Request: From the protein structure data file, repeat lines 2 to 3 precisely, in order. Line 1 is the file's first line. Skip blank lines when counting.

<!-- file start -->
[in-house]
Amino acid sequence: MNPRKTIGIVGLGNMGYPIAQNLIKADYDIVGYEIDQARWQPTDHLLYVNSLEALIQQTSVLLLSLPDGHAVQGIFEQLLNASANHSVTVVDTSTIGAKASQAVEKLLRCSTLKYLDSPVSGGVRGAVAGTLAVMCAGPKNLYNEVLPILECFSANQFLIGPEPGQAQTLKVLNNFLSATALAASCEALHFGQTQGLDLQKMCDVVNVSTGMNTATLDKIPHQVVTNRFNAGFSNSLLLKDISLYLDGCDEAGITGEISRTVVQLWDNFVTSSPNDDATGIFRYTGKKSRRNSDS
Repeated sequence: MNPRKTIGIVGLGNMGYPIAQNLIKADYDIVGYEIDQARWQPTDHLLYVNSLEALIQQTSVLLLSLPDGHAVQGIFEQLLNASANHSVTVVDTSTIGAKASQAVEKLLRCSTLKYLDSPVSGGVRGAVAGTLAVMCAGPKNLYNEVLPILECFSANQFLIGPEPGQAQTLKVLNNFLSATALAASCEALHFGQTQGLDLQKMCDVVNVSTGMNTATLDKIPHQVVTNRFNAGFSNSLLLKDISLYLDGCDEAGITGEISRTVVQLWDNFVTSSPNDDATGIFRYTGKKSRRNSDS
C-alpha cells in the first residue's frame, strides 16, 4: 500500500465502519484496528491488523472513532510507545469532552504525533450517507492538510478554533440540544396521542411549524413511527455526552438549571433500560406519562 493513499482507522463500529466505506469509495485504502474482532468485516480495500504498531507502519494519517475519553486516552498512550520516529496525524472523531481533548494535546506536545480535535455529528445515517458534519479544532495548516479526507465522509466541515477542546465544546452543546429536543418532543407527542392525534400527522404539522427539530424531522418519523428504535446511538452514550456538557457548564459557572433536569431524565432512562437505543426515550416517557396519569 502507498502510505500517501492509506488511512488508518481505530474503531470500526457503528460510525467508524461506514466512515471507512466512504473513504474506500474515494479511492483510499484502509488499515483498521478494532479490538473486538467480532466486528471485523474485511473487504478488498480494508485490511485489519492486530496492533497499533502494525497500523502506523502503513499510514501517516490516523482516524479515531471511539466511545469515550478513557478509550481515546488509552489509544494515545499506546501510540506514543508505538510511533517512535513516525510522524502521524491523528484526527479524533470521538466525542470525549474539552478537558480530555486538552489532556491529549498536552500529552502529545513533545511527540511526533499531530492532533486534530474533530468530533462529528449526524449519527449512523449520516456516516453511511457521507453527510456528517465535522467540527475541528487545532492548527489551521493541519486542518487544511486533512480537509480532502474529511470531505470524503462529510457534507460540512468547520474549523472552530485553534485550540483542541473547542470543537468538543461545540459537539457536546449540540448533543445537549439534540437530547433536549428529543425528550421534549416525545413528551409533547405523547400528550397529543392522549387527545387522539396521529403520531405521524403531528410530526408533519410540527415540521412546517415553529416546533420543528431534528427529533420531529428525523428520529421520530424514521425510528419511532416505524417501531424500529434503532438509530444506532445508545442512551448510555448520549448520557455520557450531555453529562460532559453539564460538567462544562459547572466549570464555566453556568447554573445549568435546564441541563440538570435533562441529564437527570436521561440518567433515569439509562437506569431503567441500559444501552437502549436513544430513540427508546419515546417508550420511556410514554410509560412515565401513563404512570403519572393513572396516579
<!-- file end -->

Amino acid sequence: MNPRKTIGIVGLGNMGYPIAQNLIKADYDIVGYEIDQARWQPTDHLLYVNSLEALIQQTSVLLLSLPDGHAVQGIFEQLLNASANHSVTVVDTSTIGAKASQAVEKLLRCSTLKYLDSPVSGGVRGAVAGTLAVMCAGPKNLYNEVLPILECFSANQFLIGPEPGQAQTLKVLNNFLSATALAASCEALHFGQTQGLDLQKMCDVVNVSTGMNTATLDKIPHQVVTNRFNAGFSNSLLLKDISLYLDGCDEAGITGEISRTVVQLWDNFVTSSPNDDATGIFRYTGKKSRRNSDS
Repeated sequence: MNPRKTIGIVGLGNMGYPIAQNLIKADYDIVGYEIDQARWQPTDHLLYVNSLEALIQQTSVLLLSLPDGHAVQGIFEQLLNASANHSVTVVDTSTIGAKASQAVEKLLRCSTLKYLDSPVSGGVRGAVAGTLAVMCAGPKNLYNEVLPILECFSANQFLIGPEPGQAQTLKVLNNFLSATALAASCEALHFGQTQGLDLQKMCDVVNVSTGMNTATLDKIPHQVVTNRFNAGFSNSLLLKDISLYLDGCDEAGITGEISRTVVQLWDNFVTSSPNDDATGIFRYTGKKSRRNSDS